Canon Macro

January 13, 2009 ·

Michael Reichmann

Canon Macro Photography

How Close Can You Get?

When I was a teenager I read a Sci-Fi comic book story about the first astronauts to crash-land on Mars. No life there, no help possible‚ they died. The last frame of the comic showed an exaggerated perspective of an astronauts body lying on the sand of Mars with a tiny ultra-modern city partially crushed underneath him. Therewaslife on Mars‚ just on a micro scale that hadn’t been noticed.

The point of this story? Do most of us see that vast world around us that lies in the very small?  I usually don’t, as the broader landscape is my typical subject matter.

Macro-photography (or as some more accurately prefer micro-photography) is a very specialized field. Many years ago when I was a working pro (no, not that kind), I did some extensive close-up work for a TV series on flowers, but I found it tedious and difficult. I used bellows and had to calculate exposure factors, and flash use was even more complicated‚ in fact almost impossibly difficult.

Canon EOS-D30 and Canon 100mm f/2.8 Macro USM.  ISO 200
Note the extremely limited depth of field in this almost 1:1 shot.

That was then and this is 2001. With a trip to a nature preserve and National Park in Costa Rica planned for February 2001, I decided that it was time to revisit doing macro nature work; develop some new skills and pick up some state-of-the art gear. The main purpose on that trip was to be tropical birds, monkeys and other large fauna, probably with long lenses a great deal of the time. But when there are no likely targets around I thought that the opportunities for interesting macro work should be extensive.

As a Canon EOS owner there are two products that immediately stand out‚ the Canon100mm f/2.8 USM Macro lens and the Macro Ring Lite MR-14EX flash.

100mm f/2.8 Macro USM

The relatively new 100mm f/2.8 Macro USM is a replacement for the older non-USM lens. It is only slightly more expensive and well worth the additional price. Typically macro lenses range from 50mm‚ 180mm. The shorter focal length usually presents problems because getting as close as 1:1 means getting physically very close to the subject‚ something that butterflies and other critters can take objection to. (One also tends to cast ones own shadow on the subject matter the closer one physically gets). A 180mm macro is a great choice for this reason, but they are slower and more difficult to hand-hold. I chose the 100mm as a compromise. This lens features internal focusing, and importantly the lens does not increase in physical length as one gets closer.

It’s worth noting that at macro focusing distances autofocus becomes more of a hindrance than a benefit. Turn it off and use manual focus, and if you’re hand holding use the focus ring to establish magnification and then actually focus by moving back and forth slightly. Depth of field is of course minimal so a tripod is usually called for.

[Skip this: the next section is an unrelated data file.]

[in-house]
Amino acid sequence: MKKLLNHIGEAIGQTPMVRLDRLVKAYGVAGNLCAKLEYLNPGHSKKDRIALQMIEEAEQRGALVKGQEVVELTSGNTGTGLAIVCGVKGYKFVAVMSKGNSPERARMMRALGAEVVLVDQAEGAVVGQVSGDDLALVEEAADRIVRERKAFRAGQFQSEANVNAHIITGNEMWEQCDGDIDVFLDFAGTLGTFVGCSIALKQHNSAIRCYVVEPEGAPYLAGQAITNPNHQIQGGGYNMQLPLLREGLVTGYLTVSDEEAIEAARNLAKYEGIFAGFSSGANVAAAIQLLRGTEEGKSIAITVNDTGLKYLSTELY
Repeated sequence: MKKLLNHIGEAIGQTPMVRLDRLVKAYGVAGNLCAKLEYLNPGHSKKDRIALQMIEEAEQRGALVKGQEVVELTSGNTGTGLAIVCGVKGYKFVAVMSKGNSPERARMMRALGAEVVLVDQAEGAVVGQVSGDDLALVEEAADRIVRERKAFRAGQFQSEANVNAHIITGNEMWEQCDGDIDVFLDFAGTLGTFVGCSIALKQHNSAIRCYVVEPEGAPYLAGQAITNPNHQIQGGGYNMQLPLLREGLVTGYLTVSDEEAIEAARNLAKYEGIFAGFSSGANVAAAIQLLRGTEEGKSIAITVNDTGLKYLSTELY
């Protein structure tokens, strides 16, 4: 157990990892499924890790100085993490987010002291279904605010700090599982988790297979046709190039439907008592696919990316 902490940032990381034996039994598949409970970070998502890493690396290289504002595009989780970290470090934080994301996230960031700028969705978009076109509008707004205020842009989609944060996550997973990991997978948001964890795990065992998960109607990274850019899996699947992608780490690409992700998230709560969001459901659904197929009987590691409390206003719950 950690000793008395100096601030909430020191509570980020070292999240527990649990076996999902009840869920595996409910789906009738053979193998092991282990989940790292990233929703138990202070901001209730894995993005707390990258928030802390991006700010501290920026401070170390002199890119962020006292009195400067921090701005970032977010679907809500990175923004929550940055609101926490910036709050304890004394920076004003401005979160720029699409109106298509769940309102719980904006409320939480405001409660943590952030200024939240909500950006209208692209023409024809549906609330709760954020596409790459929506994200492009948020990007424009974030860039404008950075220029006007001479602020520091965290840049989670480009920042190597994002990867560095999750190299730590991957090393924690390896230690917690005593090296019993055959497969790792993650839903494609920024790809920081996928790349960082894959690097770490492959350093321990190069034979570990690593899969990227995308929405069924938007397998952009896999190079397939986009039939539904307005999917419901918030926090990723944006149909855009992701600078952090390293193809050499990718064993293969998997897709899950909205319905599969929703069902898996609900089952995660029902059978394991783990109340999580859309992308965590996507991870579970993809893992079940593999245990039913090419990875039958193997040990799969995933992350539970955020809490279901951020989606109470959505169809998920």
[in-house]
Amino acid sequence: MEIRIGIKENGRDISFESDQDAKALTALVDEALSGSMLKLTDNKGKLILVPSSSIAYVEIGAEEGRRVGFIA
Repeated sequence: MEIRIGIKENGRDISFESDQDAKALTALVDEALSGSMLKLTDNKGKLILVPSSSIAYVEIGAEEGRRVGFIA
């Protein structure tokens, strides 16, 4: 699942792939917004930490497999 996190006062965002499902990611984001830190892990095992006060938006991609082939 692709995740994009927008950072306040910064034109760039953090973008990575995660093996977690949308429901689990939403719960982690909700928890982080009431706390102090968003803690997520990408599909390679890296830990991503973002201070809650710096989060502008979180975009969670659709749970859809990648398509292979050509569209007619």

Macro Ring Lite MR-14EX

The MR-14EX is quite new and incorporates Canon’s latest automated E-TTL technology. Frankly, it makes doing macro nature photography a breeze, especially with a Canon EOS 1V,EOS-3 or D30

A ring-lite allows you to illuminate small objects with shadowless flash, even at the closest possible distances. The MR-14EX has some unique capabilities that bear mentioning. Firstly, the ring has separate left and right flash tubes, and the light level can be set independently for each up to a 6-stop range. This permits creating modeled lighting effects. Speaking of which, the flash head has incandescent modeling lights built-in, something that I haven’t seen before in a battery-operated ring-lite.

This unit can act as either a wireless slave or a master flash in a multi-flash system. Very neat and flexible.

Ferns‚ Costa Rica, 2001
Photographed with a Canon EOS D30 and 100mm f/2.8 Macro lens
1/180 sec @ f/9.5‚ ISO 200 

The Butterfly Conservatory

2 Butterflies, Niagara Ontario‚ April, 2002
Canon EOS-D60 and Canon 100mm f/2.8 Macro USM with MR14EX Ring Lite. ISO 400

On a shoot in the Niagara Peninsula region of Southwestern Ontario while testing the then new Canon D60, I spent an hour or so photographing butterfly at the Niagara Parks Butterfly Conservatory. The combination of the 100mm macro lens and the MR-14EX ringlight were ideal for this sort of mixed daylight / flash shooting. You can read more about this shoot and the techniques used in my article titled Butterflies.


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Michael Reichmann

Michael Reichmann is the founder of the Luminous Landscape. Michael passed away in May 2016. Since its inception in 1999 LuLa has become the world's largest site devoted to the art, craft, and technology of photography. Each month more than one million people from every country on the globe visit LuLa.

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